When an electromagnetic field is applied to the strip lines 138 and 140, then an electric current is generated in the strip lines. As the electric resistance of the strip lines 140 is higher than the electric resistance of the strip lines 138, more electric energy is dissipated in the strip lines 140 than in the strip lines 138. Due to the dissipation of electric energy, the strip lines are heated. If the electrical field strength of the electromagnetic field is sufficiently high and if the electromagnetic field is applied sufficiently long, then the strip lines 140 are heated so that they melt and disconnect the second means 120 from the antenna 116. The strip lines 140 can for example be designed so that they burst open when the electric field strength of the electromagnetic field is larger than a first threshold value, whereby the strip lines 138 are designed to withstand easily the heating caused by such an electric field.
The signal processing unit 108 of the interrogator 102 is adapted to create an electromagnetic field (EMF) 142 whose electric field component has at least temporarily a field strength (EFS) 144 which is larger than the first threshold value. The electromagnetic field 142 is at about (i.e., approximately) the same radio frequency as the interrogation signal 128. The electromagnetic field 142 is emitted by the antenna 114 and received by the antenna 116 from where it is wandering down along the strip lines 138 and 140 to the first and second means 118 and 120.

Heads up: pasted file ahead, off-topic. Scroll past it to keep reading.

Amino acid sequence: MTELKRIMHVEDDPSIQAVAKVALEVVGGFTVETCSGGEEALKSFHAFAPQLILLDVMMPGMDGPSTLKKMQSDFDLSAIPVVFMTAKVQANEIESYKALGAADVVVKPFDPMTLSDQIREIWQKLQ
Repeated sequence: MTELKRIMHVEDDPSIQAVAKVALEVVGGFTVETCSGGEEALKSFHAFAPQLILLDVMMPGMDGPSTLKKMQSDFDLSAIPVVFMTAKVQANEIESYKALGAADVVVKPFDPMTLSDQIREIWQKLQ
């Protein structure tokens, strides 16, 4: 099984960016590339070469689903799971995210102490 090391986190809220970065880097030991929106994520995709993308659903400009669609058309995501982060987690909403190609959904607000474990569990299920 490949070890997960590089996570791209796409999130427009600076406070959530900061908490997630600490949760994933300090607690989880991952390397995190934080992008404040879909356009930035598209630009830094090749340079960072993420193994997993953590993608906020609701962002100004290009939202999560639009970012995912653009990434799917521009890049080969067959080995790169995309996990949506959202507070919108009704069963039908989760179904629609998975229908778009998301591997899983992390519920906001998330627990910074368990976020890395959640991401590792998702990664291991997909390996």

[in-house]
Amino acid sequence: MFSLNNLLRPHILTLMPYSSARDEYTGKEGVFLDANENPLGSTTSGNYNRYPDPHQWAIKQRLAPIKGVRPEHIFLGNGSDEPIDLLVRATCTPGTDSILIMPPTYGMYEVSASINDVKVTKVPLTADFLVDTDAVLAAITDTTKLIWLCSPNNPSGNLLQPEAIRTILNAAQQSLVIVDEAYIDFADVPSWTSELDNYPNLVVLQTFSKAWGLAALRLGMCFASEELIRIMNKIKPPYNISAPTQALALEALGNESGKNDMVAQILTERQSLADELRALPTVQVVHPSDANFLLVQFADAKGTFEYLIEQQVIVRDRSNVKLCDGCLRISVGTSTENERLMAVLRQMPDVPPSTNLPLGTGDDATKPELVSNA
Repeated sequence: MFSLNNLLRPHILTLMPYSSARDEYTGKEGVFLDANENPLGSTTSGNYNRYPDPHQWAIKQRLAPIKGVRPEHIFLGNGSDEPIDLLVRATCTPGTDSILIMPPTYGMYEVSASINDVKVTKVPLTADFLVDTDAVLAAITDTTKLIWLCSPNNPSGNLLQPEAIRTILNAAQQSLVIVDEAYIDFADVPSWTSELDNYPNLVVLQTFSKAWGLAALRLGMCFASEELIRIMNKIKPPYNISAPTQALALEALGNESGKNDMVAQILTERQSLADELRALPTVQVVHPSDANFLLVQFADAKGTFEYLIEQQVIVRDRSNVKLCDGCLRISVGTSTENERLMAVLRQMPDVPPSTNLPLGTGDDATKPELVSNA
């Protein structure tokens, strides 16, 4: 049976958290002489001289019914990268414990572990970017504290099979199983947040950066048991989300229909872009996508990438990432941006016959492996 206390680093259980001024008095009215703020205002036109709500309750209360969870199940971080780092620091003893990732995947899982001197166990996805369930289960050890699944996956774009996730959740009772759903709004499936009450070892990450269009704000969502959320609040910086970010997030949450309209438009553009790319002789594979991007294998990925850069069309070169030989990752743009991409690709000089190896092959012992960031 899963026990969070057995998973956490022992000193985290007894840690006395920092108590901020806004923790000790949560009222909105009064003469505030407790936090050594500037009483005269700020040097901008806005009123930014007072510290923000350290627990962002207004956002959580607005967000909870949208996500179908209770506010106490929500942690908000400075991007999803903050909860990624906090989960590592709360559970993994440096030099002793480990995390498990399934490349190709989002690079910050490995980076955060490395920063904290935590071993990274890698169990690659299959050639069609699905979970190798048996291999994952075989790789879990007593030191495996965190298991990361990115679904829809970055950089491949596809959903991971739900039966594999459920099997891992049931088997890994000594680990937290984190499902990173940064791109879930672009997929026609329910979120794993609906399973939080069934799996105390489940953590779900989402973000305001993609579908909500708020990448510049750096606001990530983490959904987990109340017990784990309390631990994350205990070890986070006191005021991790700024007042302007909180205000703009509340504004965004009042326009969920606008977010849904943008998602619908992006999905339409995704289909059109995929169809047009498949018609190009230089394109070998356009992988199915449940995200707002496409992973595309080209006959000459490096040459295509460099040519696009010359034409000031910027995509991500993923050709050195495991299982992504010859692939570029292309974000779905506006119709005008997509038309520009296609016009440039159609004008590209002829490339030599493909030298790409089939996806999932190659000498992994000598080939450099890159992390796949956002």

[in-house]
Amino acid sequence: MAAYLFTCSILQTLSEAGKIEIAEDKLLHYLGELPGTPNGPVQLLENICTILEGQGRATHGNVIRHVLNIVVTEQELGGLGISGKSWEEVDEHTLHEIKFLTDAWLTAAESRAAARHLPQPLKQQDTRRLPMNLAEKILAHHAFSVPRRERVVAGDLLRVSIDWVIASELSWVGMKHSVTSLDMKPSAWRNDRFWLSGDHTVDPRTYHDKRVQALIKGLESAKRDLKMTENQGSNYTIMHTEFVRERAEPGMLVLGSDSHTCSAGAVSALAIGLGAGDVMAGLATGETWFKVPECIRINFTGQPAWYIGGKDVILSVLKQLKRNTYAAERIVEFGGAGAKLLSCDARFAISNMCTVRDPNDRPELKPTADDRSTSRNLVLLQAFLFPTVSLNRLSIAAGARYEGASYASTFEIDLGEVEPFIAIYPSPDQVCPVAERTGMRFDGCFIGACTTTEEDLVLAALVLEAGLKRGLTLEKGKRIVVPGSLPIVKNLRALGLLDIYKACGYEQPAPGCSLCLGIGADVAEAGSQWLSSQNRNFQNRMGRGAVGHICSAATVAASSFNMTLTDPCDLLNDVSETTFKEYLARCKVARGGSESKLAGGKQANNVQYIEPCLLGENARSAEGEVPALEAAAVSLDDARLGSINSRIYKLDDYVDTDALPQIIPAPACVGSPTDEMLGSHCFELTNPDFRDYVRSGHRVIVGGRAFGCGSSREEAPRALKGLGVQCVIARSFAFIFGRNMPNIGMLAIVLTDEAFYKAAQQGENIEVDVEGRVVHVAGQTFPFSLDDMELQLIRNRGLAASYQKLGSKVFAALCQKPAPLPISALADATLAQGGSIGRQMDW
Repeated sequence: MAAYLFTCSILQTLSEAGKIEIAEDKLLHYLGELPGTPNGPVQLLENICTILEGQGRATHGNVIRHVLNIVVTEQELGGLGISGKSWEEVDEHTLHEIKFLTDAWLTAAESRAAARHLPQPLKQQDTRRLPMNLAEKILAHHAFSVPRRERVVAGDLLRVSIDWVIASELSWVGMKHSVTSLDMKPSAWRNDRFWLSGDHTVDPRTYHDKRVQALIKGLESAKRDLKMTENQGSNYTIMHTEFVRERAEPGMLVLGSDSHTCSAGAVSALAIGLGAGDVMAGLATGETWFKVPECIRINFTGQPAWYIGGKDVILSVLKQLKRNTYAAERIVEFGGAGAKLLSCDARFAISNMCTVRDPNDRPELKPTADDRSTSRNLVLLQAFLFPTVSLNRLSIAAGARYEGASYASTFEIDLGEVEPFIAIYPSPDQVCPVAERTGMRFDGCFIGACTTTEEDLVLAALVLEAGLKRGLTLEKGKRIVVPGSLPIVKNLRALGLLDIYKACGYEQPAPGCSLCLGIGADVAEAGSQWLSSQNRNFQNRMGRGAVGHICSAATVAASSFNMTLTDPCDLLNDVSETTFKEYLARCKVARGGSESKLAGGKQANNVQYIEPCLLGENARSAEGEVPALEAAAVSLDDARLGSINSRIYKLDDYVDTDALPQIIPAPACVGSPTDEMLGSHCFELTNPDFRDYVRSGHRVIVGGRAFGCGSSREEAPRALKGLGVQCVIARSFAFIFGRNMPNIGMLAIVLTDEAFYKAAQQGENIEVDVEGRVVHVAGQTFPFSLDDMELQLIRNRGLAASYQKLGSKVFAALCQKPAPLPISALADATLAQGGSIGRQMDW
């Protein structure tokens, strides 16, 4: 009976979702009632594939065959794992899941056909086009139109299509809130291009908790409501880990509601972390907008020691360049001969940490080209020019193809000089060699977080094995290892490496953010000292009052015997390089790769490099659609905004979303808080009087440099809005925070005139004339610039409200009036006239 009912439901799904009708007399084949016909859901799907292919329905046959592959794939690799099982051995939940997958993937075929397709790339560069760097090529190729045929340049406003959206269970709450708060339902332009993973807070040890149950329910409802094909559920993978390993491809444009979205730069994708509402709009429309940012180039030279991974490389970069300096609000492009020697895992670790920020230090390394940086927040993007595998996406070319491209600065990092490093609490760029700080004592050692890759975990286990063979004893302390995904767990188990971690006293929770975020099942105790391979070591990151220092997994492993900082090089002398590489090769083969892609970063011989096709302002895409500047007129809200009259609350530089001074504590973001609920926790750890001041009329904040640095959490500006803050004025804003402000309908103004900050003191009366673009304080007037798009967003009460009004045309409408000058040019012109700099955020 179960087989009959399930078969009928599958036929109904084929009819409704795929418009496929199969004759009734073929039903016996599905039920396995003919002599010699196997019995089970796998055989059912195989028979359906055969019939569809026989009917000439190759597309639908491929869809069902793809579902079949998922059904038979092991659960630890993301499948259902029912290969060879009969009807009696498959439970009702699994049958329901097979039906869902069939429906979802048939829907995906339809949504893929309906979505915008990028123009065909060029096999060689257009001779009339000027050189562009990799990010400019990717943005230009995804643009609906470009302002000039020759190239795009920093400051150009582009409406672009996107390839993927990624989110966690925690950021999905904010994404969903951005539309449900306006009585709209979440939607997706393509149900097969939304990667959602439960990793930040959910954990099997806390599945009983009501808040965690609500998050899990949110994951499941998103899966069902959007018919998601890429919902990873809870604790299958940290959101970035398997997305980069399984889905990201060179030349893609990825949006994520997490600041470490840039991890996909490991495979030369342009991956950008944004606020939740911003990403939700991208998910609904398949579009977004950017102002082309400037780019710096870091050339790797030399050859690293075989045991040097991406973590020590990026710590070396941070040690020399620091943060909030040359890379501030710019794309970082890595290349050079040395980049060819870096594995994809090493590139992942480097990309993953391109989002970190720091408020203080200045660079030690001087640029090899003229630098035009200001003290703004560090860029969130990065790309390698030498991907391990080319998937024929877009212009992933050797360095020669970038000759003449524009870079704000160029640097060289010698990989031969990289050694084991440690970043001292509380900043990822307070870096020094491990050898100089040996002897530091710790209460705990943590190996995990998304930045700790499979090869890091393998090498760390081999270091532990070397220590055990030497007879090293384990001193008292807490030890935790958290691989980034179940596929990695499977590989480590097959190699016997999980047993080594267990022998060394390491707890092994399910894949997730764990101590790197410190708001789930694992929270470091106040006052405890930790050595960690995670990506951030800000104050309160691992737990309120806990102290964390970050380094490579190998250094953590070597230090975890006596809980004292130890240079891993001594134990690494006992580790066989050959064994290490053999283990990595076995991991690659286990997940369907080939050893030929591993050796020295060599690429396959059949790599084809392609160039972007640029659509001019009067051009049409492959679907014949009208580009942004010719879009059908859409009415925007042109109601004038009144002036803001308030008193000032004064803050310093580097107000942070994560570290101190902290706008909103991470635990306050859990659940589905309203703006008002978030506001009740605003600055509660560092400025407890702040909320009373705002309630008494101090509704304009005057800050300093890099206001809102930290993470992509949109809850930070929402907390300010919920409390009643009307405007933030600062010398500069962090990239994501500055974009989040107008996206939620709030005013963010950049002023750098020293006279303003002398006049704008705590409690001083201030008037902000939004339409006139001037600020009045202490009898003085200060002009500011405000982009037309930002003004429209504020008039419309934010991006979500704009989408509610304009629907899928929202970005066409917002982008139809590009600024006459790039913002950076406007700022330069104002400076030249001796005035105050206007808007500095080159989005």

As the electric field strength 144 of the electromagnetic field 142 is sufficiently large to burst open the strip lines 140 when the electromagnetic field is applied sufficiently long, the second means 120 become disconnected from the antenna 116. The RFID tag 104 has been enabled by burning or by bursting open the strip lines 140 at the breaking point 126.
When the interrogator 102 emits then the interrogation signal 128, the interrogation signal 128 is received by the antenna 116 and guided along the strip lines 138 to the first means 118. The interrogation signal scattered back carries the first data 122. As the strip lines 140 are broken, the interrogation signal 128 is scattered back from the broken point and cannot be scattered from the second means 120.